Looking down on The Pinnacles

The trail descended steeply on the north side of the canyon and we finally reached the streambed, rushing with monsoon rains. It had, however, stopped raining on us for the time being. There were some of the largest Ponderosa Pines I’ve ever seen on the trail that criss-crosses Ash Creek.

Massive Pines

Crossing Ash Creek- photo by Connie Simmons

When we reached Oak Flat, our destination for the evening, I finally got to see why people always talk about camping here on this trail- there really aren’t many great spots beforehand due to the steep nature of the trail. It was early, only 4:30 when we got into camp, so there was plenty of time for relaxing and exploring around. The creek is nearby and there were lots of fragrant blooming bergamot, wild geraniums, and, green ferns lining the trail. I was surprised that there was a stand of aspen next to the campsite- 6300 ft is pretty low for aspen.  Again, we were treated to yet another wonderful sunset to end our day, this one lighting up the Pinnacles.

Ash Creek

Oak Flat Camp

Sunset on The Pinnacles

Day 4- The next morning, we were eating breakfast and I saw a small head pop up behind Judy. It was a pocket gopher, totally unaffected by  us camping nearby. We continued descending on the Ash Creek Trail, and when we reached the creekbed, there was a waterfall described by the guidebook as “a spirited cascade that delights the senses.” I told Judy and Connie that I’d catch up and spent some quality alone time with the falls.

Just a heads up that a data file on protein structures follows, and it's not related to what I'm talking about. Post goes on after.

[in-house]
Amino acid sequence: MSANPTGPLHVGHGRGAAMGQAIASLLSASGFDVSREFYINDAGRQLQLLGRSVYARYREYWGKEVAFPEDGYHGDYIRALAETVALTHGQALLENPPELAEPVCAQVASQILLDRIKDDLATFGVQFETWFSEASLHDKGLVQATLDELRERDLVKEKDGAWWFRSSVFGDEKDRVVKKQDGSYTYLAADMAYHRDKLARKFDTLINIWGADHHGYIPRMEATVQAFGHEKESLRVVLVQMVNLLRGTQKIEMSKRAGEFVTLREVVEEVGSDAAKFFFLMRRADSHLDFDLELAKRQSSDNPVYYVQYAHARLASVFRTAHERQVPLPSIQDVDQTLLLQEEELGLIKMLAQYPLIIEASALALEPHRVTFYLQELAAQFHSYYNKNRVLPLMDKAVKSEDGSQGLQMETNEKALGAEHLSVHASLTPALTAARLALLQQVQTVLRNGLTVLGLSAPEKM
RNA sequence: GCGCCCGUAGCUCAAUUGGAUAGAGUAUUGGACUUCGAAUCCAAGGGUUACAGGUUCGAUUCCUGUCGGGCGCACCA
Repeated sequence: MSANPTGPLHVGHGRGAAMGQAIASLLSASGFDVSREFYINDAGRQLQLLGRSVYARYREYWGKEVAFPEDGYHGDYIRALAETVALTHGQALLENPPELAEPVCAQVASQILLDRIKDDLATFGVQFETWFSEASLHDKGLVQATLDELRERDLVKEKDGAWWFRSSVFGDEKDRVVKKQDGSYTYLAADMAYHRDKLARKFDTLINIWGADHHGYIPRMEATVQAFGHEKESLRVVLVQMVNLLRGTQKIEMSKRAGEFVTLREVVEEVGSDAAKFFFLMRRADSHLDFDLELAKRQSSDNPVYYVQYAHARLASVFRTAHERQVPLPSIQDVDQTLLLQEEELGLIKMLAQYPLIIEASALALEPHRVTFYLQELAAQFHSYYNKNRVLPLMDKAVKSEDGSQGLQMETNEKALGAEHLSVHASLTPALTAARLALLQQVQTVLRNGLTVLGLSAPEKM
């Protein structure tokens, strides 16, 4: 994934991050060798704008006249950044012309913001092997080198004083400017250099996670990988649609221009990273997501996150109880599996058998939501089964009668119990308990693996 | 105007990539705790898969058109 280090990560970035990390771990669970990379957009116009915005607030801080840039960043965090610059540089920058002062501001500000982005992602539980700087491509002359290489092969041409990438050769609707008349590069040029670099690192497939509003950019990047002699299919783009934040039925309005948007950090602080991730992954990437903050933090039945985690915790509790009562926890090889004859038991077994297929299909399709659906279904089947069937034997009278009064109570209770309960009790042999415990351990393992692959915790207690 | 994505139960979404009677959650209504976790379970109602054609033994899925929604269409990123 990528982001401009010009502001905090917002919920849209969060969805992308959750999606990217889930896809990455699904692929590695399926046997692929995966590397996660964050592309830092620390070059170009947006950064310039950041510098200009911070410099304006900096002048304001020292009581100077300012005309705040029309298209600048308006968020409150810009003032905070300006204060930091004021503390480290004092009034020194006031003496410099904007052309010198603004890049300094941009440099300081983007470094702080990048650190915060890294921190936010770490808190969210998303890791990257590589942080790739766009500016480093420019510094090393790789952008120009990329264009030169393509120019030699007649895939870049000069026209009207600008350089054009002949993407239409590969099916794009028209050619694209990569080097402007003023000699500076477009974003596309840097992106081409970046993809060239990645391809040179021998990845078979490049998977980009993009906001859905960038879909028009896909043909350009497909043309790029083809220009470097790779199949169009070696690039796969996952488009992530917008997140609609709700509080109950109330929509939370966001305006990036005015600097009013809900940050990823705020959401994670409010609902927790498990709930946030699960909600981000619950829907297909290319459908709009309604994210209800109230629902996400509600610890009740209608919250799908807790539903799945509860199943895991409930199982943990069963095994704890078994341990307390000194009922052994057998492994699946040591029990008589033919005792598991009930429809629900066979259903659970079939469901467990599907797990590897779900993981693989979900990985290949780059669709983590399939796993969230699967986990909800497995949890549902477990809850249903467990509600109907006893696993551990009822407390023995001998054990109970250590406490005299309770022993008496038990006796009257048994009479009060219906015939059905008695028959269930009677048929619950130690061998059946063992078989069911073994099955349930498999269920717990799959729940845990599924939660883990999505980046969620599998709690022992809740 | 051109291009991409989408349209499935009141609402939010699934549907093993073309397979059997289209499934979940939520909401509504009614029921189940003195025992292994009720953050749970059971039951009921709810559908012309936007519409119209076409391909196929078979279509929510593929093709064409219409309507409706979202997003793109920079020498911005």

Pocket Gopher

Spider in an old well by Oak Flat

The "spirited cascade"

Video of the “spirited cascade”:

Lower part of the "spirited cascade"

The Ash Creek Trail below Oak Flat criss-crosses the creek and has waterfall after waterfall on it. The water was chilly, but refreshing and I took a dip in some of the pools.

Waterfalls

Western Dayflower

I reached the last crossing of Ash Creek and wet myself down before the trail spit me out into the exposed, hot desert. It was a shock after the cool, rainy, riparian environment we’d gotten used to. The sky had turned dark and the monsoon rains were building behind me. The views out to the Gila Valley opened up to the west. I passed the only backpackers we’d seen in 4 days, heading up the trail into the thunderstorm ahead. Soon afterward, I reached the nondescript end of the trail at Berry Patch Rd, and it began to rain. Just a little more hiking down the road led me to where we’d left Judy’s Jeep four days ago and a celebratory end-of-the-trip picture. After one last stop at Jilbertos, I was on my way back to blazing hot Tucson, another segment of the Grand Enchantment Trail under my belt.  Nine segments down, thirty to go.

Looking West

Back out into the desert

Where the Ash Creek Tr. meets Berry Patch Rd.

End of the trip shot

So, since you’ve made it through this lengthy trip report, here’s a picture from the Wildlife Rehab Fundraiser- a nighthawk. You’ve probably seen them flying around streetlights, but most people have not seen them up close. They are one of my favorite birds that we have at the Miller’s Wildlife Rehab.